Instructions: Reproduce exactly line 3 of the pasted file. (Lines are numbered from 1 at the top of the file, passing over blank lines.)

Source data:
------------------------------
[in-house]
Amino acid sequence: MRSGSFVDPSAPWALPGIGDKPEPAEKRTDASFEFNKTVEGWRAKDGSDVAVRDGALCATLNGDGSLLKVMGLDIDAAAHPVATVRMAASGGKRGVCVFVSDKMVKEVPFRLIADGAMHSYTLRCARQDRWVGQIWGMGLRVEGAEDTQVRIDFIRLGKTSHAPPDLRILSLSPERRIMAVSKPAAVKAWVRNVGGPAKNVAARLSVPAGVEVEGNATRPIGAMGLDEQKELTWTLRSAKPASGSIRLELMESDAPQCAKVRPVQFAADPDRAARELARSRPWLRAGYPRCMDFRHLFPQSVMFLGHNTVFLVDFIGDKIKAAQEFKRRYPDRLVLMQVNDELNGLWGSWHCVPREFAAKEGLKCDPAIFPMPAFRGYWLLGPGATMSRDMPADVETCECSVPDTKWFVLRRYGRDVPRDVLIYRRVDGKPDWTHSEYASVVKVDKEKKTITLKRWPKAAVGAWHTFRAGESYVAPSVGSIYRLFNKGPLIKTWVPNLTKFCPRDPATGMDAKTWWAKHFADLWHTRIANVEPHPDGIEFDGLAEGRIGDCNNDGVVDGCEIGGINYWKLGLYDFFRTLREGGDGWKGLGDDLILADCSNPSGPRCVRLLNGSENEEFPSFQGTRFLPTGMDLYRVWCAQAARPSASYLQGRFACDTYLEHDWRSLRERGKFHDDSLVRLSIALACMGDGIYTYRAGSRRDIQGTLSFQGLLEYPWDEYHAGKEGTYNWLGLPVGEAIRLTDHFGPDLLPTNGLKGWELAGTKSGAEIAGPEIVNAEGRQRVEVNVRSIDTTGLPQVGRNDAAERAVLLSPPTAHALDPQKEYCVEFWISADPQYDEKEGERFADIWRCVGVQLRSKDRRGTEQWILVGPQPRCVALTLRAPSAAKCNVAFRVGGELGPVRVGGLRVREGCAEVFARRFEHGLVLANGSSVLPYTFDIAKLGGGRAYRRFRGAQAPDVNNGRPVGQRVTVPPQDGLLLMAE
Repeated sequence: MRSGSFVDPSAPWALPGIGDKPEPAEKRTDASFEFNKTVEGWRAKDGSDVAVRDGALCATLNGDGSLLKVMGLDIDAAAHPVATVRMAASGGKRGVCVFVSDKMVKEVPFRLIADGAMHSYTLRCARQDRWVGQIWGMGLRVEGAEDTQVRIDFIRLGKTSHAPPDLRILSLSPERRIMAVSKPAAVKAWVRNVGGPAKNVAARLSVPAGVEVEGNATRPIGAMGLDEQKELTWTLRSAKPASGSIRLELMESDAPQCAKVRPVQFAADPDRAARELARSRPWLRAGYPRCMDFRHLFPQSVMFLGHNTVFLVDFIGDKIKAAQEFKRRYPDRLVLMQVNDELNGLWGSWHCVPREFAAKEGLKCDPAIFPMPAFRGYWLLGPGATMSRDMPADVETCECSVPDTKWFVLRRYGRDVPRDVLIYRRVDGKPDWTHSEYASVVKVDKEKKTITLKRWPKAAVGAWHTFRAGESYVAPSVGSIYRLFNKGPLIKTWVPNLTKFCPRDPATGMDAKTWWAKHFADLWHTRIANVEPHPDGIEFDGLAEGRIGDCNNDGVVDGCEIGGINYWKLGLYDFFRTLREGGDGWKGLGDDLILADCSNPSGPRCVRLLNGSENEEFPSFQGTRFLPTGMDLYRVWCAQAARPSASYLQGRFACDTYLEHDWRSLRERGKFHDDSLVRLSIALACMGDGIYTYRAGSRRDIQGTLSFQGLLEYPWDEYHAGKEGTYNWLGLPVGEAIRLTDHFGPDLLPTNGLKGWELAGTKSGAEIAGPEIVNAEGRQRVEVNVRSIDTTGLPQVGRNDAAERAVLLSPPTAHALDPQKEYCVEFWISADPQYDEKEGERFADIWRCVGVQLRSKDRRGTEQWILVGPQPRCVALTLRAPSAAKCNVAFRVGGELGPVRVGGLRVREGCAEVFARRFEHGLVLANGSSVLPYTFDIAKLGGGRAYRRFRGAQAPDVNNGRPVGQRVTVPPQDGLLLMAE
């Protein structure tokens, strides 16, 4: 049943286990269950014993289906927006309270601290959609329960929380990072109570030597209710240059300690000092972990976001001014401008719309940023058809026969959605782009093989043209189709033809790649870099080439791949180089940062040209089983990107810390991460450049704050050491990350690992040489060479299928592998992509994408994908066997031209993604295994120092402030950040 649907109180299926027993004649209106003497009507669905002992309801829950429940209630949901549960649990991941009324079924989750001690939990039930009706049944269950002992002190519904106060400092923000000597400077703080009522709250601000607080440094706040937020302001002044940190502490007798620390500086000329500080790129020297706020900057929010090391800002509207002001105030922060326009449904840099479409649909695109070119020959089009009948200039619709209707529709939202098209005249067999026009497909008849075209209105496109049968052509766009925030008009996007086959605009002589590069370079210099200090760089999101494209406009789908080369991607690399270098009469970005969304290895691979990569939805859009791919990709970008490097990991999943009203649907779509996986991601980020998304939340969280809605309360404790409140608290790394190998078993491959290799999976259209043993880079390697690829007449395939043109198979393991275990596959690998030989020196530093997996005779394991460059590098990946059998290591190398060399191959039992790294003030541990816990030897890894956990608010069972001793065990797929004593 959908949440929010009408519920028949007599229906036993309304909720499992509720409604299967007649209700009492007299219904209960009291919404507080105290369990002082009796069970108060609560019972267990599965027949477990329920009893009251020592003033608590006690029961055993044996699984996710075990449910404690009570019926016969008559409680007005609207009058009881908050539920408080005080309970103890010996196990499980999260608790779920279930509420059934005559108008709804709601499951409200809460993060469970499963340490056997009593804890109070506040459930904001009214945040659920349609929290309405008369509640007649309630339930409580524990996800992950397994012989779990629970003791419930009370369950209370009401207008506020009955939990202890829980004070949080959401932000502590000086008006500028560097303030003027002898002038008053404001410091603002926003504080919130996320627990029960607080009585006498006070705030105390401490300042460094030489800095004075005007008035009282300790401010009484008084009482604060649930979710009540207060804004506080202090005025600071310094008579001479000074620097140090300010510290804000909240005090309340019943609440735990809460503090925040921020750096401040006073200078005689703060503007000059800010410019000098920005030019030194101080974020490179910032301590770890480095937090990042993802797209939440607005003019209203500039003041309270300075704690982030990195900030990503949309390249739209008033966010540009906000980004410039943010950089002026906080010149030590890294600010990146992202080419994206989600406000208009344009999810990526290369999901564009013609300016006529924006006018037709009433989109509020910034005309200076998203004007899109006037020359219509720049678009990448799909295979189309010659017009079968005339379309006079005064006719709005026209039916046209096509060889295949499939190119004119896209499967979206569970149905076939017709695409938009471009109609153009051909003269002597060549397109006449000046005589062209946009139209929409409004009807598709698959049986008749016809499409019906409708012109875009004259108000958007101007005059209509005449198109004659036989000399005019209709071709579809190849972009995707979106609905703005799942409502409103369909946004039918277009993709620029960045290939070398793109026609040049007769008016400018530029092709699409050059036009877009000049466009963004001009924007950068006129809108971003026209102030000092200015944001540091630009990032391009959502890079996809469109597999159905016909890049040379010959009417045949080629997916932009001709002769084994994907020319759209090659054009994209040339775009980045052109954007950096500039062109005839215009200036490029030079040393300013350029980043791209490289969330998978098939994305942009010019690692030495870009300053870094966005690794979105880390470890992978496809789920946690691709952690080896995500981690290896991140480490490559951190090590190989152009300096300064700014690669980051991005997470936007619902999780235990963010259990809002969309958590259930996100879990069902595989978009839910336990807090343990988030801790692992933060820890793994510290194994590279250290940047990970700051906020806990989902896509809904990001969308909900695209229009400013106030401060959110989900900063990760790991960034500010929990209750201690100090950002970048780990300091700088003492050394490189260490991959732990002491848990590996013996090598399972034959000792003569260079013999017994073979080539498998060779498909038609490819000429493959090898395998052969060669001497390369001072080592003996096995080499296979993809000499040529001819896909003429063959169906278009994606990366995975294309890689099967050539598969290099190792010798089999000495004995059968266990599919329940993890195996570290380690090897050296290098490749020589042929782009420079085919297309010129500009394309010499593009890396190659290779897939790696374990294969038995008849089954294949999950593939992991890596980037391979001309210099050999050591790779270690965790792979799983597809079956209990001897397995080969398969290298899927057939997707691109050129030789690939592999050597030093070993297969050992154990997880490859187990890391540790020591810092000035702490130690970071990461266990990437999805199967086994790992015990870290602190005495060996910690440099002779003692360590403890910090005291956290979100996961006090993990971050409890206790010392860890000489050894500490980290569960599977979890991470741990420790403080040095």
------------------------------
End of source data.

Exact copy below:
Repeated sequence: MRSGSFVDPSAPWALPGIGDKPEPAEKRTDASFEFNKTVEGWRAKDGSDVAVRDGALCATLNGDGSLLKVMGLDIDAAAHPVATVRMAASGGKRGVCVFVSDKMVKEVPFRLIADGAMHSYTLRCARQDRWVGQIWGMGLRVEGAEDTQVRIDFIRLGKTSHAPPDLRILSLSPERRIMAVSKPAAVKAWVRNVGGPAKNVAARLSVPAGVEVEGNATRPIGAMGLDEQKELTWTLRSAKPASGSIRLELMESDAPQCAKVRPVQFAADPDRAARELARSRPWLRAGYPRCMDFRHLFPQSVMFLGHNTVFLVDFIGDKIKAAQEFKRRYPDRLVLMQVNDELNGLWGSWHCVPREFAAKEGLKCDPAIFPMPAFRGYWLLGPGATMSRDMPADVETCECSVPDTKWFVLRRYGRDVPRDVLIYRRVDGKPDWTHSEYASVVKVDKEKKTITLKRWPKAAVGAWHTFRAGESYVAPSVGSIYRLFNKGPLIKTWVPNLTKFCPRDPATGMDAKTWWAKHFADLWHTRIANVEPHPDGIEFDGLAEGRIGDCNNDGVVDGCEIGGINYWKLGLYDFFRTLREGGDGWKGLGDDLILADCSNPSGPRCVRLLNGSENEEFPSFQGTRFLPTGMDLYRVWCAQAARPSASYLQGRFACDTYLEHDWRSLRERGKFHDDSLVRLSIALACMGDGIYTYRAGSRRDIQGTLSFQGLLEYPWDEYHAGKEGTYNWLGLPVGEAIRLTDHFGPDLLPTNGLKGWELAGTKSGAEIAGPEIVNAEGRQRVEVNVRSIDTTGLPQVGRNDAAERAVLLSPPTAHALDPQKEYCVEFWISADPQYDEKEGERFADIWRCVGVQLRSKDRRGTEQWILVGPQPRCVALTLRAPSAAKCNVAFRVGGELGPVRVGGLRVREGCAEVFARRFEHGLVLANGSSVLPYTFDIAKLGGGRAYRRFRGAQAPDVNNGRPVGQRVTVPPQDGLLLMAE